Environmental threats are intensifying, questioning the durability of existing business models, with the public and private sectors facing ever greater pressure to act. A new age of increased accountability will challenge the balance of short-term priorities with long-term sustainability. Individuals and businesses are adopting more resource-efficient behaviours, from eco-friendly transportat to bike-sharing and electric vehicles to water conservation and material recycling.

The implications are for a huge shift in the nature, and growth in the importance of soft power:

  • Soft power of Asia, religions and cultures … from the tenants of confucian culture to China and India
  • Soft power of cities, regions and organisations … from urban migration, to education and healthcare, and smart cities
  • Soft power of diaspora, communities and tribes … from ethnic migrants to people who share similar passions
  • Soft power of business, ecosystems, and brands … we support more sustainable, more enlightened brands
  • Soft power is human, relational and intuitive … we want to do more together, we care for wellbeing and futures
  • Soft power is digital, virtual and gamified … more ambient, distributed, accessible, and more participative
  • Soft power is female, youthful and diverse … more empathetic, more collaborative, more open minded
  • Soft power is creative, aesthetic and inspiring … watch the unbridled emotions of people immersed in sport, music, art

Soft Power Super Powers

Many of the “soft power” research reports over recent years have focused on many of the non-financial, non-political aspects of a nation. And also on the ways in which a nation seeks to engage with others – citizens, visitors, investors, and other nations. It’s not through propaganda or economics, but through culture and experiences.

France tops the 2019 Soft Power 30 ranking (see below), not because of its economic or political or military strength, but much more through its culture – 45 UNESCO World Heritage sites, Top 3 FIFA ranking for its soccer team, 632 Michelin starred restaurants, member of 94 international organisations, and 86 million annual tourists. Other factors can include a nations academic prowess, sporting success, luxury brands, entertainment, architecture, diplomacy, and more.

Whilst western nations dominate the ranking, there is a recognition in developing markets of the importance of soft power. China for example us now a huge contributor to international organisations, with one of the highest number of peacekeepers, for example. Equally, China is now the largest investor in Hollywood, influencing the stories and locations of blockbuster movies. Just like James Bond did for British perceptions, China can increasingly influence “goodies and baddies”.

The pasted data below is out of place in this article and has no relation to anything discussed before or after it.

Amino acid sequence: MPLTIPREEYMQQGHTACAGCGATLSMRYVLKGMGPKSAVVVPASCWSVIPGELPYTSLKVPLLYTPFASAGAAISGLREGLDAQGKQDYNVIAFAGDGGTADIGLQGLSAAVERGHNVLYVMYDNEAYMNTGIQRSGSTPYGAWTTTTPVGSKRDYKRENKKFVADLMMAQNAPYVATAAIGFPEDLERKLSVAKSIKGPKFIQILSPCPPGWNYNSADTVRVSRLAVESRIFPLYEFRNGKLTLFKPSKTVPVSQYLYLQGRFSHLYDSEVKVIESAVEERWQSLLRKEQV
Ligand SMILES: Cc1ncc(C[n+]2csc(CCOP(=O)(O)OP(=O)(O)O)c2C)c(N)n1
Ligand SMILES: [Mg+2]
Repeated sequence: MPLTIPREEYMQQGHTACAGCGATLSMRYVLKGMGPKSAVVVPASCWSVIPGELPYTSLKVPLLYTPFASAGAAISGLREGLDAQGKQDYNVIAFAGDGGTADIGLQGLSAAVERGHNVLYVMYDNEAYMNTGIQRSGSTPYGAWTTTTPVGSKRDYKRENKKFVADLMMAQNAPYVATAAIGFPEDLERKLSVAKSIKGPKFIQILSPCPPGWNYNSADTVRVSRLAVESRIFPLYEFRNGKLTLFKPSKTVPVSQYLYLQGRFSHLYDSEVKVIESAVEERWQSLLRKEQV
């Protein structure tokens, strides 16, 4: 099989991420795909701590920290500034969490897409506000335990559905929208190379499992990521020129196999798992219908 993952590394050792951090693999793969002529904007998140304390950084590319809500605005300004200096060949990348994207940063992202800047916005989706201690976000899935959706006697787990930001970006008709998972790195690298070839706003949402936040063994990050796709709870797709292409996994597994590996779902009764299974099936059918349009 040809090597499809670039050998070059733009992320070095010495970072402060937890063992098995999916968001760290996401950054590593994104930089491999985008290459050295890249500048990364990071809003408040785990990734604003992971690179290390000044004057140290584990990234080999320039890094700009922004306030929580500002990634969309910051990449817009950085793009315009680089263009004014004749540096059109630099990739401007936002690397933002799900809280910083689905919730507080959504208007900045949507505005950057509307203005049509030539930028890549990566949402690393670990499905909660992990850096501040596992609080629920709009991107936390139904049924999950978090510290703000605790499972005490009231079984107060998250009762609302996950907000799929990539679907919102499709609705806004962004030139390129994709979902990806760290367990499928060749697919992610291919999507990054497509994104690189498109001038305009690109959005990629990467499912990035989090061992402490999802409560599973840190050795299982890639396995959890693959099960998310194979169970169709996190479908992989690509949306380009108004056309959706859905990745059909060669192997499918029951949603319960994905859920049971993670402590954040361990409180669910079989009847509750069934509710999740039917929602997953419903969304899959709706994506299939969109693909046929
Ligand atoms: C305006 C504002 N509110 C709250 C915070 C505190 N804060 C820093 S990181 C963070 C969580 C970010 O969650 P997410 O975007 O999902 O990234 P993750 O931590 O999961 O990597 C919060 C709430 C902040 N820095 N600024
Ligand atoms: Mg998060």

Similarly the Global Power City Index (GPCI) evaluates the major cities of the world according to their “magnetism,” or their comprehensive power to attract people, capital, and enterprises from around the world. It uses 6 factors—Economy, Research and Development, Cultural Interaction, Livability, Environment, and Accessibility.

I recently worked with Irene Sun, a young Chinese author who studied in America and then went to work in Africa. She wrote a book called The Next Factory of the World which focused on the future rise of Africa as a global manufacturing power, largely enabled by Chinese investment. In Kenya, China is everywhere. And with Mandarin schools and massive infrastructure projects, China is trying to grow its “soft power” throughout Africa. But can China convince Africans to love it

Erin Meyer, INSEAD professor and author of The Culture Map, has a fabulous approach to understanding how different cultures work with each other – How American’s get on with Chinese, Russians with Germans, Canadians with Australians. Whilst we are all different, there are some defining characteristics of our different cultures which create a platform for how we engage with each other around the world, or not. Erin joined me recently at the Thinkers50 European Business Forum to explain more:

Another leading mind on soft power, which we at Thinkers50 ranked as a thought leader, is Richard Florida. He is one of the world’s leading experts on economic competitiveness, demographic trends and cultural and technological innovation shows how developing the full human and creative capabilities of each individual, combined with institutional supports such as commercial innovation and new industry, will put us back on the path to economic and social prosperity.

And a few more interesting perspectives: